Employment Law Newsletter - May 2016
This month’s newsletter includes the following:-
- Article 8 ECHR: Criminal investigation beats Respect for Private Life
- Repudiatory breach: Employee’s attempts to negotiate exit do not excuse employer’s breach
- Re-engagement Orders: Tribunals must properly consider all details
- Equality Act: Is Mutuality of Obligation necessary to bring a claim?
- Equality Act: What is its territorial scope?
- Direct race discrimination: Comparators
- Health and safety: Serious consequences for directors over serious breaches
- New regulations: Posted Workers in the construction sector finally get payment protection
- Trade Union Act 2016: Receives Royal Assent but not yet commenced
- Enterprise Act 2016: Receives Royal Assent, commencement in stages
- The Executive Remuneration Working Group publishes interim report
- Government consultation: Review launched to help careers of Black, Minority and Ethnic people
Article 8 ECHR: Criminal investigation beats Respect for Private Life
In Garamukanwa v Solent NHS Trust UKEAT/0245/15, an employee (Mr Garamukanwa) was suspected of carrying out malicious and threatening behavior toward two other employees after a relationship break-down. The matter was reported to police and an investigation was undertaken by the employer, Solent NHS Trust. Mr Garamukanwa …
Repudiatory breach: Employee’s attempts to negotiate exit do not excuse employer’s breach
In Gibbs v Leeds United Football Club Ltd  EWHC 960 (QB), the assistant manager (Gibbs) decided not to take on the role of head coach after the manager was sacked. He was asked to continue in his role while they tried to work out a mutually acceptable termination package. However,& …
Re-engagement Orders: Tribunals must properly consider all details
The question before the EAT in Lincolnshire County Council v Lupton UKEAT/0328/15, was whether the original tribunal had made a mistake in ordering re-engagement of the claimant by the County Council respondent. When making such a decision the tribunal must follow the ERA 1996 which states that first the tribunal must …
Equality Act: Is Mutuality of Obligation necessary to bring a claim?
Mutuality of obligation is a test used in law to describe the relationship between the employer and employee. It means the employer has an obligation to provide work for an employee, whom it pays for that work, and the employee has an obligation to personally do the work. In Secretary of State for Justice v Windle and Arada& …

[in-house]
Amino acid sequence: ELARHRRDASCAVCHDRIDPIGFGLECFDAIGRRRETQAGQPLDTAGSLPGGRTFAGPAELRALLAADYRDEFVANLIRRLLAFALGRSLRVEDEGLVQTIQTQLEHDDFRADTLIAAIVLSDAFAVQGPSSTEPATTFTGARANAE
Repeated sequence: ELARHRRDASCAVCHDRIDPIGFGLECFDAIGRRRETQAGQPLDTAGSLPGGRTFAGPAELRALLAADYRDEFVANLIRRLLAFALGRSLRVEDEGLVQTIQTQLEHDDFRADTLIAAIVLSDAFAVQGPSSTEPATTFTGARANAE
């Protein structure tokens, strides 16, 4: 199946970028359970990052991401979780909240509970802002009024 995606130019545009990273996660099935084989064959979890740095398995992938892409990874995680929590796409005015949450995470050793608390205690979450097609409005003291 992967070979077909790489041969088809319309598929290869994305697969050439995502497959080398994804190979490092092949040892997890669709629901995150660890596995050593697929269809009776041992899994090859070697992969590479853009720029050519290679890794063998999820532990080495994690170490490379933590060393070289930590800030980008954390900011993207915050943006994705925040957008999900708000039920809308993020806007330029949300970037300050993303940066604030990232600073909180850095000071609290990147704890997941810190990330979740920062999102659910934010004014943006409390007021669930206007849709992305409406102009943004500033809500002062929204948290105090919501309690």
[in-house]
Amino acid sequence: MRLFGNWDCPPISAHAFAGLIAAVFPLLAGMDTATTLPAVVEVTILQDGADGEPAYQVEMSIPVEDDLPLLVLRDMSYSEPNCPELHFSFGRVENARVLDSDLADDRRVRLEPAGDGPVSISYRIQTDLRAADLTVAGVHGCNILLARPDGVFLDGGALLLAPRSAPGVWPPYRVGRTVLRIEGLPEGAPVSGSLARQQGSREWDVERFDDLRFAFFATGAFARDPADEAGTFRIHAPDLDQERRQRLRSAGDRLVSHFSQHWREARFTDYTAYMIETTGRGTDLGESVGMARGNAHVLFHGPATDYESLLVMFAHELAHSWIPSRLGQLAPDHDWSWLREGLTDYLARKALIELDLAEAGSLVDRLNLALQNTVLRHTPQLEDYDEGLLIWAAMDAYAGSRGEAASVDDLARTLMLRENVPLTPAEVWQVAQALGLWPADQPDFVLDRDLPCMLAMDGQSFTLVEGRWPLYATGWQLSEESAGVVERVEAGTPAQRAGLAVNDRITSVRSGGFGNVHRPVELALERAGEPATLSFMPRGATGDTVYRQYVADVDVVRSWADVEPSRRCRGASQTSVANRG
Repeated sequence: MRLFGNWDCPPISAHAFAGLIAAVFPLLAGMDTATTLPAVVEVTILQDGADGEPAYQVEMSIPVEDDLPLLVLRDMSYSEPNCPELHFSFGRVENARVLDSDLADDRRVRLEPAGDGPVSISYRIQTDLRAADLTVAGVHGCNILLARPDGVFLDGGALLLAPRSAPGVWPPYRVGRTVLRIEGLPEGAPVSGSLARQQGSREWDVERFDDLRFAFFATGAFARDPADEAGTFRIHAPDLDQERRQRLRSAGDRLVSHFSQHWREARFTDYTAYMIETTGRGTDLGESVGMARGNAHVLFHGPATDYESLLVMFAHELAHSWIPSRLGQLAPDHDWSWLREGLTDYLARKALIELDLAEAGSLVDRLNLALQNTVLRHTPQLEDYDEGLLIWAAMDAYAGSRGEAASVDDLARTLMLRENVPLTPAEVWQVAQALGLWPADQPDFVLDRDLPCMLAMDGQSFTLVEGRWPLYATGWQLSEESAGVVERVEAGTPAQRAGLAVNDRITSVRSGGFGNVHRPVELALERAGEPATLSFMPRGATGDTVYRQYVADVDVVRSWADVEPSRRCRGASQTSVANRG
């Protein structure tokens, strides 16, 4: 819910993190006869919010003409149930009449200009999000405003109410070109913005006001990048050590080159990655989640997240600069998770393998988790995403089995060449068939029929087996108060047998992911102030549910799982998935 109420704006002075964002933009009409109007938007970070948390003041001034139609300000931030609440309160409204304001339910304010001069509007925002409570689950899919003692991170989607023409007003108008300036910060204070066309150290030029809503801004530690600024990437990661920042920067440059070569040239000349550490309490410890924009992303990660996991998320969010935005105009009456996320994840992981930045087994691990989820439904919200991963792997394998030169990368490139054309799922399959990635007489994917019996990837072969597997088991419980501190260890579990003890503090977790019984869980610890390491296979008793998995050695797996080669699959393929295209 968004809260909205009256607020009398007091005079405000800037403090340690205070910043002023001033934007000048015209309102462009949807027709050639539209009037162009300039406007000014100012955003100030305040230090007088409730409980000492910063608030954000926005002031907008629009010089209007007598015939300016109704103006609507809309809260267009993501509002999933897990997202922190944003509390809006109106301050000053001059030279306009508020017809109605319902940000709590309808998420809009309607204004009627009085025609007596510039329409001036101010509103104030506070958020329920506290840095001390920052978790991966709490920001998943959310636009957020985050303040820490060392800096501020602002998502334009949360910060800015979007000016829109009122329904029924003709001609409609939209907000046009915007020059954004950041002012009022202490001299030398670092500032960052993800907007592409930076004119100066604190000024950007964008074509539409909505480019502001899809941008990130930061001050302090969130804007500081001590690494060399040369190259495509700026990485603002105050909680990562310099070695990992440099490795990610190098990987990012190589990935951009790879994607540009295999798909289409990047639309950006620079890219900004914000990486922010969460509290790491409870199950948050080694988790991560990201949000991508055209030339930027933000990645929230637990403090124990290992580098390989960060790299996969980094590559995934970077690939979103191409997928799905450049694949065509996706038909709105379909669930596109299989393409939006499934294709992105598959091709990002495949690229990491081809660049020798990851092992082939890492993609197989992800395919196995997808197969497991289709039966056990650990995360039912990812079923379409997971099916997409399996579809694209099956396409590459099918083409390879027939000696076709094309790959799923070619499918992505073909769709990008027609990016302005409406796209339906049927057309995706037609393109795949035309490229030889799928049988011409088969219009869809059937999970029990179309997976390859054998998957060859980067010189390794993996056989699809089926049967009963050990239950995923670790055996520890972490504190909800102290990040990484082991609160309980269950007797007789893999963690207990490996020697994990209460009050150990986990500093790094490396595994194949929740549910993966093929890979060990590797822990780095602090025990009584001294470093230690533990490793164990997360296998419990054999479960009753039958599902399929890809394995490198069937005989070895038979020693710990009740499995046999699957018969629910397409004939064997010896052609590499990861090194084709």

Equality Act: What is its territorial scope?
The Equality Act 2010 itself does not set out the territory to which it applies, so this question was put before the Court of Appeal in R (Hottak and another) v The Secretary of State for Foreign and Commonwealth Affairs and another  EWCA Civ 438 who considered whether the High Court had come to the correct conclusion. There are a number of …
Direct race discrimination: Comparators
In order to prove direct race discrimination, a claimant must show that because of their race: first, they were treated less favourably by the defendant than the defendant treats or would treat others; and second, in order to establish this, they must use an actual or hypothetical comparator (e.g. compare like for like). According to Shamoon v Chief …
Health and safety: Serious consequences for directors over serious breaches
Manchester Police report the case of two directors who were imprisoned for gross negligence manslaughter and both they and their companies were heavily fined for various breaches under the Health and Safety at Work Act, the CDM Regulations, and the Work at Height Regulations.
C. Smith and Sons (Rochdale) Ltd won a …
New regulations: Posted Workers in the construction sector finally get payment protection
The Posted Workers (Enforcement of Employment Rights) Regulations 2016 (SI 2016/539) come into force on 18 June 2016, bringing into force in Britain the Posted Workers Enforcement Directive (2014/67/EU). This was felt necessary as the minimum employment and working conditions of posted workers, …
Trade Union Act 2016: Receives Royal Assent but not yet commenced
In February we set out some of the key reforms proposed by the Trade Union Bill. On 4 May 2016 the bill became the Trade Union Act when it received Royal Assent, however, it currently lacks a commencement date but will be brought into force by statutory instrument when appropriate.
Some of the …
Enterprise Act 2016: Receives Royal Assent, commencement in stages
On 4 May 2016, the Enterprise Bill was also given Royal Assent. However, the Enterprise Act will come into force in stages: some sections come into force on the day it was enacted, others in two months’ time, others in one year and the rest require secondary legislation (see here).
The Act is designed to support …
The Executive Remuneration Working Group publishes interim report
In September 2015 the Investment Committee set up an independent working group to review Executive Pay, which has been deemed to be no longer fit for purpose. As the ERWG themselves point out, the level of the FTSE has not changed much in the last eighteen years, if anything it has dropped, meanwhile executive pay has more than …
Government consultation: Review launched to help careers of Black, Minority and Ethnic people
On 10 May the government launched a consultation to help understand the obstacles faced by Black, Minority and Ethnic (BME) people in the labour market. The investigation is being led by Baroness McGregor-Smith, chief executive officer of the Mitie Group plc (a FTSE 250 company), to find out what …